Last Updated on July 28, 2020 by wendigratz
First – I need to share something.
I don’t trust glue.
To me, glue is something that holds two things in place while you attach them more securely with something else – like screws or stitches.
I’ve just had too many glue fails in my lifetime. I have a big crate of all different kinds of glues and I really try to make sure I’m using the right glue for the right situation. But still – glue fails.
That’s one reason I’ve always been pretty hesitant about using fusible adhesive. Sure – it’s fast and easy and I’m happy to use it on something that doesn’t need to be held together forever. It’s great for Halloween costumes. It’s fabulous for banners and wall hangings. But I’ve never used it on a clothing or a bed quilt.
Besides the fail factor – there’s the stiffness. I don’t like it.
And the stitching that you usually add around the edge to secure it can look awfully clunky.
Plus – I hate tracing. (I know. I know. I’m a broken record on this. But I really hate tracing.)
When I went to Spring Quilt Market one of the things I was looking for was a fusible adhesive I could fall in love with.
I would love to be able to share a product with you that would allow you to make quilts like this. . .
I found two products I was interested in. The samples they had at market looked (and felt) pretty good, but I wanted to try them myself. One of them has been out of stock for a few months – but it finally came in, my order arrived, and I was able to put them to a test side by side.
Here’s what I tried.
Update: Since I wrote this post, Heat-n-Bond has released a printable fusible adhesive in two weights. I tested them and the Featherlite perfoms just like the SoftFuse and the Lite performs just like the June Tailor brand I originally tested here. Since the Heat-n-Bond is less expensive, printable in the lighter weight, and easier for people to also find on the bolt, I’ve replaced my links here with those new products.
SoftFuse Premium is exactly that. Soft. It doesn’t have any of that fusible adhesive stiffness.
Ink Jet Printable Fusible Web is printable. No Tracing! You know I had to give that a try.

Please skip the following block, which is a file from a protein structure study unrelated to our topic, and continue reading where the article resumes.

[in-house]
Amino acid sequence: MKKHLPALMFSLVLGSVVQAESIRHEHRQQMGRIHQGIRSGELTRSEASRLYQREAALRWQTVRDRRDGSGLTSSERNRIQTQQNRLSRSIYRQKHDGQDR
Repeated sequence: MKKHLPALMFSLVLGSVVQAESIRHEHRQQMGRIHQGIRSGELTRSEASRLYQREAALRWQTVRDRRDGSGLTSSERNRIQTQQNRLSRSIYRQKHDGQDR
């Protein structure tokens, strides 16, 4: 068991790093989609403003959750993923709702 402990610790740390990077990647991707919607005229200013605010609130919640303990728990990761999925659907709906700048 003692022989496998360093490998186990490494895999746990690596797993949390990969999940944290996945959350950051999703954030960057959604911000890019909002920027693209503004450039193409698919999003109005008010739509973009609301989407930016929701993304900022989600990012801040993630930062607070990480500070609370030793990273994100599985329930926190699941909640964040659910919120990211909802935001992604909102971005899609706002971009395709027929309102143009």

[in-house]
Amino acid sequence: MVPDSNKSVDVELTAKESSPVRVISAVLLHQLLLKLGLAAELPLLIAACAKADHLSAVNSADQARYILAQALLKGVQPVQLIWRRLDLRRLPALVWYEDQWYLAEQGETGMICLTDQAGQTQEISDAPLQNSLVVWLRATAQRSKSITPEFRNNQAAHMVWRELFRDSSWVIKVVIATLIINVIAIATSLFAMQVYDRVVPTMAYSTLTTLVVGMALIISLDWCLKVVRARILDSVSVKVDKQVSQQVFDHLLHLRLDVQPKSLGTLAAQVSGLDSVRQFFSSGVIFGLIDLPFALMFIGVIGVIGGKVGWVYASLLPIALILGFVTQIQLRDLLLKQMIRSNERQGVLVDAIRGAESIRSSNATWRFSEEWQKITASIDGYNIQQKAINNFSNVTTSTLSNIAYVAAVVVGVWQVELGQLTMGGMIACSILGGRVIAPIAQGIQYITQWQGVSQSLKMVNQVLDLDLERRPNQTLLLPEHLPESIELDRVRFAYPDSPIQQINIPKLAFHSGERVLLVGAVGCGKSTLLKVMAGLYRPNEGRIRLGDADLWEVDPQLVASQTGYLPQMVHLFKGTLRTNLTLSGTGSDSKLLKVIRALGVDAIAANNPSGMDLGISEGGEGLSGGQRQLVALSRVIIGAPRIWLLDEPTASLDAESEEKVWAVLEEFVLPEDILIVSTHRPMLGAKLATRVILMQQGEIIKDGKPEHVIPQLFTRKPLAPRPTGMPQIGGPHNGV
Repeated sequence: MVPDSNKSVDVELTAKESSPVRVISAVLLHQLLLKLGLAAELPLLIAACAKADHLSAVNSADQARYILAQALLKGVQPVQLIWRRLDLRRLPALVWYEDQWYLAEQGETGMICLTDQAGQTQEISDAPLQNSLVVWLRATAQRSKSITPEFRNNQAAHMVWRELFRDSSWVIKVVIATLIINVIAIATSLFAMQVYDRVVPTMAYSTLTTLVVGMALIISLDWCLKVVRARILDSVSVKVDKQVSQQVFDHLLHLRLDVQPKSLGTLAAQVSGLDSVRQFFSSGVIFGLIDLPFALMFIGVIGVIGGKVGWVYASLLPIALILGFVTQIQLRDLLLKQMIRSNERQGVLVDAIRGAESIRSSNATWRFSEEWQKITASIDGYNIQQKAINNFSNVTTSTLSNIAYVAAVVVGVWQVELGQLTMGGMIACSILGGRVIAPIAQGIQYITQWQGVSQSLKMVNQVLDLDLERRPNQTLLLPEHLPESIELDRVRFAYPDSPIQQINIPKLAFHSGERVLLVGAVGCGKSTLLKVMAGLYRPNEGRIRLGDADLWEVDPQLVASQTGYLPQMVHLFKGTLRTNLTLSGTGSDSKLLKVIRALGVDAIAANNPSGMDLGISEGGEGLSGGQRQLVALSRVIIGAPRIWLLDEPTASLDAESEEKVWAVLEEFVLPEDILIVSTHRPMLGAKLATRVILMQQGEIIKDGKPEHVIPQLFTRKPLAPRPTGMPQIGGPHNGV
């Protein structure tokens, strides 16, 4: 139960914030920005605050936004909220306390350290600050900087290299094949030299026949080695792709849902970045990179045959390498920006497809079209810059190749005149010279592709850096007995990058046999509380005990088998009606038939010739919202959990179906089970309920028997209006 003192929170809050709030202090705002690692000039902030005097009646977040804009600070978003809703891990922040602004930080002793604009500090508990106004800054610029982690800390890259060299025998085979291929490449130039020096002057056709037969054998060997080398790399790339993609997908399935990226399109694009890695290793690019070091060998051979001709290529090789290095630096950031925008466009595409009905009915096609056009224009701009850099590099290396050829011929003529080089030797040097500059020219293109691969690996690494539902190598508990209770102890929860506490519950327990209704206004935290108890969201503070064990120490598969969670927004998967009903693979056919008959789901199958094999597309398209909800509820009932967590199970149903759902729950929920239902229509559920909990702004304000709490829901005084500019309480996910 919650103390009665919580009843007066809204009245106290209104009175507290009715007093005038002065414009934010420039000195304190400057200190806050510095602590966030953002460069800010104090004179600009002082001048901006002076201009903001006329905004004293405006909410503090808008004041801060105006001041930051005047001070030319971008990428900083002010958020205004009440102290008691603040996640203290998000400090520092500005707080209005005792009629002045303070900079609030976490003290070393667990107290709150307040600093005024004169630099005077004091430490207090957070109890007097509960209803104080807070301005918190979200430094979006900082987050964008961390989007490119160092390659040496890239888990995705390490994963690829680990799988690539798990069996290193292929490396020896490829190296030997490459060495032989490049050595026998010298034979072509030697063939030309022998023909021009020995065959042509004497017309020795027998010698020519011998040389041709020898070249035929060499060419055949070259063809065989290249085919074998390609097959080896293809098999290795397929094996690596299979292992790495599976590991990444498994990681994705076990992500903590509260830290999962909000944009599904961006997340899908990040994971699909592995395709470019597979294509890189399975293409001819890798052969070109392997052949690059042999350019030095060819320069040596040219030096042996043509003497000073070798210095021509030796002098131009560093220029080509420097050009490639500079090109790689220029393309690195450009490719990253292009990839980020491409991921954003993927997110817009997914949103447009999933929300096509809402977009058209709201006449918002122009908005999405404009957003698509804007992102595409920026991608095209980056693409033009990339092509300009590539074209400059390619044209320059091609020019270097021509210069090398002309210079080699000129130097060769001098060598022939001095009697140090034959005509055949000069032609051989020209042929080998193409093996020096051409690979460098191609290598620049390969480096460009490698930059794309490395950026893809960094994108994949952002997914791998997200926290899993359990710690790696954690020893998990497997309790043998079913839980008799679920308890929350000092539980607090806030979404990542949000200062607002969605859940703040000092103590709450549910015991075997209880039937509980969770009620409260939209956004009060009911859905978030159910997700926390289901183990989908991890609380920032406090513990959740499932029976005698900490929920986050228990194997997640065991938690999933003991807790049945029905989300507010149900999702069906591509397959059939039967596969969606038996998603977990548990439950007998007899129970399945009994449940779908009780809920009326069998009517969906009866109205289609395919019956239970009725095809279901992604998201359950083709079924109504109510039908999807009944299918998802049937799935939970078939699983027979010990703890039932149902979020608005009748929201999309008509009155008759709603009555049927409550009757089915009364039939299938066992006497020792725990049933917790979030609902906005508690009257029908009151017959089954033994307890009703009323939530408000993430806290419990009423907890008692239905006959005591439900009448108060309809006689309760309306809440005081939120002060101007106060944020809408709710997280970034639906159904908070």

I set up two identical applique blocks, following the instructions on the packaging exactly. I never use fabric softener or dryer sheets on fabric I’m going to sew with because it can interfere with any adhesives I might use. I used exactly the same fabric in the two blocks.
I sewed around the head with a basic straight stitch. I sewed both sides of the neck with a fairly open zigzag stitch. I didn’t do any extra stitching on the ears, the eye spot, the eyes, or the nose.
Then I threw them in the wash with a load of laundry, and ran them through the dryer too.
The SoftFuse is the one on the left. Everything not sewn on fell off – but that was to be expected. The instructions DID say to sew it after fusing so it was kind of an unfair test. I just wanted to see what would happen.
So you have to sew this stuff in addition to fusing. On the plus side – it was so soft that you could easily hand stitch through it – and there was no gumming of the hand or machine needle. And after one washing the applique was crazy soft. So soft that I never would have guessed there was adhesive in there.
The printable product is the one on the right. The package said you didn’t need to reinforce with sewing, but I found that wasn’t the case. One eyeball came off, the eye spot came loose, and the top ear came loose. With this product too, there was no gumming of the needle when I did sew it. You can feel a little stiffness from the adhesive, but it’s not bad at all.
So I found out that both products needed stitching on top of the glue (as I suspected all along). Now I wanted to find out how things held up after repeated washing and drying. This time we’ll look closer at the edges of the sewn applique pieces.